LB: The emotionally tone-deaf dad embarrasses his children mightily in HARRY’S. The scene in which they have to make the TV commercial is cringe-worthy. What embarrasses you? What embarrassing family or teen stories do you have? C’mon, Jo. Open up. Humiliate yourself. It’s only the Internet.

JK: My list of embarrassing moments is kind of endless. When I was in high school, some of my friends even had a phrase for times when they did something embarrassing that reflected back on me because I was apparently the queen of it all. So, for example, if they spilled chocolate pudding down their shirt, or tripped in front of a cute senior, they would say, “Oops, I just did a Jo.” I’m not lying. Here are a few examples of how this came to be: My dad once ran over my foot with his car. In gym, I was trying to pull off one of those ridiculous mesh things that shows which team you’re on and by mistake I pulled my shirt off too, revealing that I still wore an undershirt and not a bra. It even had a little bow at the chest. During a basketball game, the elastic on my underwear broke and my undies were slipping off under my shorts. Jeez Lib. Must I go on? Thanks for bringing up all of these suppressed moments of horror. *waves to Internet*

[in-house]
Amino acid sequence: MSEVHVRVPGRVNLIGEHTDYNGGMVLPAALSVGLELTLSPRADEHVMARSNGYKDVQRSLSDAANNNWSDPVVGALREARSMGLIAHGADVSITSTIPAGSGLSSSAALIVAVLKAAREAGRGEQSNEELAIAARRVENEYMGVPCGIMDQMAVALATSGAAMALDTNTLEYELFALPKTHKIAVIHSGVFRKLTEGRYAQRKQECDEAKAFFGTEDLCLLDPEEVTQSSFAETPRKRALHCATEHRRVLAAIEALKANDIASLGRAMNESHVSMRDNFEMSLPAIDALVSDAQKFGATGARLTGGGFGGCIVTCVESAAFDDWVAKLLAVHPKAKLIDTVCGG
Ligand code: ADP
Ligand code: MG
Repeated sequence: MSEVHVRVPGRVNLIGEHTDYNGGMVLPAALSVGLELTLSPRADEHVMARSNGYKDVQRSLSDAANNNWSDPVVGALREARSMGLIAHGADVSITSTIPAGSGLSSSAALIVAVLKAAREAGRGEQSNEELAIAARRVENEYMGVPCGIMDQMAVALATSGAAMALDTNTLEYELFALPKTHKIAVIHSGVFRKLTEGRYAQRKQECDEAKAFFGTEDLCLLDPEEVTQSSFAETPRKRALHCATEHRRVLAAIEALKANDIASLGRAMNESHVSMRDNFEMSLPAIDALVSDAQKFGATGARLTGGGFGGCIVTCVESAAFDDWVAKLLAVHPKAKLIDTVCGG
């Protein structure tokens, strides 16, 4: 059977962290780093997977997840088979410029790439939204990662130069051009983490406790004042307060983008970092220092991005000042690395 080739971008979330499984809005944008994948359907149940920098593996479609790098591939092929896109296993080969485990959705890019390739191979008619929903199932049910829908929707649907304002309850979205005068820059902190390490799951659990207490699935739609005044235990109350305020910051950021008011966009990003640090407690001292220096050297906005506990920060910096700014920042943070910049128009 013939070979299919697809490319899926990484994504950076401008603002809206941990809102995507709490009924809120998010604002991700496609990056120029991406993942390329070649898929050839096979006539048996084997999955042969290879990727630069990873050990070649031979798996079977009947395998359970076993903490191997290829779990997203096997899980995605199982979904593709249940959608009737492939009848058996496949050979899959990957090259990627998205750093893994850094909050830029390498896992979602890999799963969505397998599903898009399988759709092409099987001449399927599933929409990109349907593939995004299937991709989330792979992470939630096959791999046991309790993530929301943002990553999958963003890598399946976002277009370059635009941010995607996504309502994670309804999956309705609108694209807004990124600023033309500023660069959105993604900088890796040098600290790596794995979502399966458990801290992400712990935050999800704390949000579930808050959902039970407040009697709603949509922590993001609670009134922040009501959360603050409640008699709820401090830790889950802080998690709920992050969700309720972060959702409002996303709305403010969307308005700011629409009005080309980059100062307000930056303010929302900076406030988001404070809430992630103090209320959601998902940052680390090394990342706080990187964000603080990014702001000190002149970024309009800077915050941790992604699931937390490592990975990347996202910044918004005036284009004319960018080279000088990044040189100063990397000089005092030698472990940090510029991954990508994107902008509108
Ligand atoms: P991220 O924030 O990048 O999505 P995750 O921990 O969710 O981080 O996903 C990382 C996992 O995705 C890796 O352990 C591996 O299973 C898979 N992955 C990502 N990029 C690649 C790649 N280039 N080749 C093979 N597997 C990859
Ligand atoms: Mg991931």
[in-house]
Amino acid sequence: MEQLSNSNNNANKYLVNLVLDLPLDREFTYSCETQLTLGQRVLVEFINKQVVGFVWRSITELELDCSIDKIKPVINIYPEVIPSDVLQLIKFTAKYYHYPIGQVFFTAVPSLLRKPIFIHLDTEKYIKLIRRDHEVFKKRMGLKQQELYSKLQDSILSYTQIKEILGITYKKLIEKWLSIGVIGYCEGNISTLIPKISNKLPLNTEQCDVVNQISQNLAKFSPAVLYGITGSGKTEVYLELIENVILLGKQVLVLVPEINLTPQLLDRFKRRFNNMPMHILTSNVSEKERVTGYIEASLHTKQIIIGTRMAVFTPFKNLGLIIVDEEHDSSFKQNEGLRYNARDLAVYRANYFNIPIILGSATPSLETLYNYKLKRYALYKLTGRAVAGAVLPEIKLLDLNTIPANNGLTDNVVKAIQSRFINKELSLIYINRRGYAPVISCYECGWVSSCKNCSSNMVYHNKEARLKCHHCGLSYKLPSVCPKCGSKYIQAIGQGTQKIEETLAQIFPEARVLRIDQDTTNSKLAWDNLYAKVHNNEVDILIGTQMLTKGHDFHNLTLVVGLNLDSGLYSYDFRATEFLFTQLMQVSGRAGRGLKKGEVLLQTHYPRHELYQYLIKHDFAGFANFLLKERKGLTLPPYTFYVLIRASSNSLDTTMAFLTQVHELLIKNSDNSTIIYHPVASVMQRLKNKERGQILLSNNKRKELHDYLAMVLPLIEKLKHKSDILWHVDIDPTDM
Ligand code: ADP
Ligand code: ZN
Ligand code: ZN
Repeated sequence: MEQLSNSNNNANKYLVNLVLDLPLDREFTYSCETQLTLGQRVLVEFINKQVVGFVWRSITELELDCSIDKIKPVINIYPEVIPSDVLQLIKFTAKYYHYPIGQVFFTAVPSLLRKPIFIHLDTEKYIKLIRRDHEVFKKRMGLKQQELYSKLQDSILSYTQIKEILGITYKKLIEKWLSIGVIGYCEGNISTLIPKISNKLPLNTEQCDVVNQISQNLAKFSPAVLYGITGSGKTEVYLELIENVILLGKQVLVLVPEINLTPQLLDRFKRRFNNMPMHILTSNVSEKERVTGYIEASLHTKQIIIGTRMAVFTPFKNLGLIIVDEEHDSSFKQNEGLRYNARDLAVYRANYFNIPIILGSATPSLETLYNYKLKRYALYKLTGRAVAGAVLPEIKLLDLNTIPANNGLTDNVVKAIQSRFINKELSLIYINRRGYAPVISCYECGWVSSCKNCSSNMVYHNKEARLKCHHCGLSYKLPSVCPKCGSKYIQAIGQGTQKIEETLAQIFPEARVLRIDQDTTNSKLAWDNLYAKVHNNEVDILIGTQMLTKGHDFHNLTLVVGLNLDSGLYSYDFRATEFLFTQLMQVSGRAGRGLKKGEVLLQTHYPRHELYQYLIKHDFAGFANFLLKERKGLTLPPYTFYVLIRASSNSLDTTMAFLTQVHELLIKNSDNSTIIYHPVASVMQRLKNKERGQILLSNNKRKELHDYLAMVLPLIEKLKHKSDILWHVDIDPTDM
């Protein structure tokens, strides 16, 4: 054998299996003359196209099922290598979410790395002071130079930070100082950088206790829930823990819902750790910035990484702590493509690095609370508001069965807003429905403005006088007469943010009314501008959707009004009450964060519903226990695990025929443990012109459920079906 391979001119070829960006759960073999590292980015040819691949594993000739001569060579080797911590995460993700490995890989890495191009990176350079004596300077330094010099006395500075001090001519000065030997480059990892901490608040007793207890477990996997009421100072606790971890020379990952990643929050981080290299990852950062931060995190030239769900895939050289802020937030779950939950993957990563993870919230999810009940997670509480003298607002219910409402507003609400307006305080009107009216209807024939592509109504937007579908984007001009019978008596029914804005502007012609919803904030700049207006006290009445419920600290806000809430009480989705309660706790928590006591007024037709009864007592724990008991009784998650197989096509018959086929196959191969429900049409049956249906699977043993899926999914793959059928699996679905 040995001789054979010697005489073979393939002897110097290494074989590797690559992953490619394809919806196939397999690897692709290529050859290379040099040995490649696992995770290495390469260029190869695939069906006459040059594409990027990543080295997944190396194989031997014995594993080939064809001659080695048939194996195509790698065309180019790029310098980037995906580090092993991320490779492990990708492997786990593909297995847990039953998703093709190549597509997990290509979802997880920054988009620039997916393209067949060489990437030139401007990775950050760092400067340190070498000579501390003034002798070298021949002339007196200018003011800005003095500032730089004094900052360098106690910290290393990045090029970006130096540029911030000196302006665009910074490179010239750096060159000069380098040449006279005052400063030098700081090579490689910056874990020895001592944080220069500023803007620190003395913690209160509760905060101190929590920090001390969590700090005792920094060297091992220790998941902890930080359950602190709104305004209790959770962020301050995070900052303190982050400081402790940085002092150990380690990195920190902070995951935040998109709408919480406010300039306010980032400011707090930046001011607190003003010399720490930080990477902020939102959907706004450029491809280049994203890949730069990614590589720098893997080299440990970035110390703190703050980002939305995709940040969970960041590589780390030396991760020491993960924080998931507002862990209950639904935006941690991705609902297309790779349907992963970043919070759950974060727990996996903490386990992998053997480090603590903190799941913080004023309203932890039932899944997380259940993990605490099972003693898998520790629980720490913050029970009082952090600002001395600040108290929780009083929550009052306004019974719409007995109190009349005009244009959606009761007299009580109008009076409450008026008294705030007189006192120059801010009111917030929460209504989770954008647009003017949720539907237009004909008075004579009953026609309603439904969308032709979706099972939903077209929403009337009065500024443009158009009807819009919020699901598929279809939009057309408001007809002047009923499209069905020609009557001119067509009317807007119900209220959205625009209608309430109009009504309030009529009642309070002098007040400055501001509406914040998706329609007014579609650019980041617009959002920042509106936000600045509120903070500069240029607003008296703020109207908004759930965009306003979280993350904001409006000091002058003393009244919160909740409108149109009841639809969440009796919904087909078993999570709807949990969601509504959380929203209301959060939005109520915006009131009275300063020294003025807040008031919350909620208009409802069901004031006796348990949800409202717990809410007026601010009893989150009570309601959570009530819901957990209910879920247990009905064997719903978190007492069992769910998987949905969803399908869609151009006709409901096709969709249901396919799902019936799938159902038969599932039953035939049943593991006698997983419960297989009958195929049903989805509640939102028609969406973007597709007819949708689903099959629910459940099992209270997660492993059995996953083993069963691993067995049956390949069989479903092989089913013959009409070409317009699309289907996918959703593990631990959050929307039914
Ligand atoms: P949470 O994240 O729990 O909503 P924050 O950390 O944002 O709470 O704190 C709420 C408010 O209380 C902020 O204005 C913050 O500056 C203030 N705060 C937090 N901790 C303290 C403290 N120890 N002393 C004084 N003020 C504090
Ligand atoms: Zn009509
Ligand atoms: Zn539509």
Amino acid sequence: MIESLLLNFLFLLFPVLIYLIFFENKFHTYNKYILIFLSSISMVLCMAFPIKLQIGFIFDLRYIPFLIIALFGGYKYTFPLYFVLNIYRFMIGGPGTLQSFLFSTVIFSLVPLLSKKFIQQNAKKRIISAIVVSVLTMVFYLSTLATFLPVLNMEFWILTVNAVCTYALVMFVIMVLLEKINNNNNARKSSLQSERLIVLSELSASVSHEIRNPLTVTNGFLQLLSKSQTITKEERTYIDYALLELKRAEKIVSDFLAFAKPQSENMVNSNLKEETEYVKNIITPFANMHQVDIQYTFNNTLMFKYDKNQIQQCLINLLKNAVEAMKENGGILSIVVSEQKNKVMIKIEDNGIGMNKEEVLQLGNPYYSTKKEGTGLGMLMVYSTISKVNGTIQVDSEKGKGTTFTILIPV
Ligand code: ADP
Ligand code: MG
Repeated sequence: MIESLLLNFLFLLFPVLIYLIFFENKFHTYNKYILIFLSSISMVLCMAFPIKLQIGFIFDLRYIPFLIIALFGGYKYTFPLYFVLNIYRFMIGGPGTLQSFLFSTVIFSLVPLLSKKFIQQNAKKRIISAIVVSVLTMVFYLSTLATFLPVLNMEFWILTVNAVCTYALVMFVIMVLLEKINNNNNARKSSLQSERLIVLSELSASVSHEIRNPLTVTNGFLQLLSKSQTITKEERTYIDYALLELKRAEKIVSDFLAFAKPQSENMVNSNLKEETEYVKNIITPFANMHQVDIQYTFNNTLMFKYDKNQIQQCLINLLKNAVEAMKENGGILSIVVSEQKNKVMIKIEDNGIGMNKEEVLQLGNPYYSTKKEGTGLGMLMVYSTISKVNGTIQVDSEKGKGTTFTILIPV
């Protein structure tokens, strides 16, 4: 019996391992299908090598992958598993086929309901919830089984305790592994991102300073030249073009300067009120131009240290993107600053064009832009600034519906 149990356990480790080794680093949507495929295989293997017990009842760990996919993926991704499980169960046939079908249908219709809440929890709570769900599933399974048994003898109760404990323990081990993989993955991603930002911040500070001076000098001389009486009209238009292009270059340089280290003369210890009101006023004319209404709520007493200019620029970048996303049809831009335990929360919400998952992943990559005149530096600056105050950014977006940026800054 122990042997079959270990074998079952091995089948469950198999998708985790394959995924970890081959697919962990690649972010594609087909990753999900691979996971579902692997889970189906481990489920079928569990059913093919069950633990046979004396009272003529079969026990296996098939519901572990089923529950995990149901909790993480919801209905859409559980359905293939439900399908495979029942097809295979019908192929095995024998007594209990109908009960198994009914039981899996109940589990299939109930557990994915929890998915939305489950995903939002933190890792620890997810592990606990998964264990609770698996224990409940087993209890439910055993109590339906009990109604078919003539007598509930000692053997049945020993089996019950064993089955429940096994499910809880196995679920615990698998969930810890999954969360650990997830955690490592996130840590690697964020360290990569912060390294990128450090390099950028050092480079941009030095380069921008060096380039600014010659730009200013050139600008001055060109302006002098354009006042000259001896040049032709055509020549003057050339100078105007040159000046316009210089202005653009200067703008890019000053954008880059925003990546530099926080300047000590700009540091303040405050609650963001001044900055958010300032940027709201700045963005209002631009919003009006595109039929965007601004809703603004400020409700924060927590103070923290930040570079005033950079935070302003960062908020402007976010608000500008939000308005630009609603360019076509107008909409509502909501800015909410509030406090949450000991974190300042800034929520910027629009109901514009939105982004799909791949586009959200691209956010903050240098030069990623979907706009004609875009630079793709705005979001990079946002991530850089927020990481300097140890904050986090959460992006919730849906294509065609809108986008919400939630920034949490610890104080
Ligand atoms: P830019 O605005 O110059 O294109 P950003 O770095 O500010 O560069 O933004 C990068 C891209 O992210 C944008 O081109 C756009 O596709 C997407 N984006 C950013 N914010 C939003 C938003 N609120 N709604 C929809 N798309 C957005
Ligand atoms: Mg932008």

LB: You’re not only a writer but you’ve also been a teacher. You’ve taught teens, adults, and you’ve taught at a women’s prison. What do you find rewarding about teaching? How does it inform your writing? Any advice for those of us in the trenches?

JK: This is going to come out sounding a little chest-puffy, but I love being able to give students the freedom to simply write. Here’s an example: I can give a writing prompt to a group of students and say, “You have 7 minutes. Go!” And they all just start writing! And then when they share their work, I’m just blown away! Everyone comes up with completely different pieces. There is a room full of stories that didn’t exist 7 minutes earlier. Talk about rewarding. Even more rewarding is when someone is so inspired by what they wrote from a prompt I gave that they create a whole novel or picture book out of it. That’s just the best. And it reminds me to try these techniques, too. I tend to forget that it’s important to have FUN with writing and not just focus on whatever novel I’m struggling with. Writing exercises can remind us jaded writers that writing is actually enjoyable! Sometimes, I think we forget that.

My advice: When someone gives you a writing prompt, don’t poo-poo it. Try it!

LB: What do you find to be the most challenging aspect of being a writer? The most rewarding?

JK: I sweat the stuff I can’t really control, even though I know there’s nothing I can do about it. Like reviews and publisher support or publicity stuff. I think there’s so much easy-access to book chatter, authors can get bogged down in career comparisons and stuff they really shouldn’t be worrying about. The most rewarding aspect has to be hearing from readers, especially reluctant ones. The first time a teen told me my book was the first novel she’d ever finished I cried. As a reluctant reader myself, knowing that I helped a person reach that kind of milestone feels pretty darn great. The other one that always gets me is when a teen tells me he or she feels less alone after reading one of my books. That’s really what it’s all about. Connecting.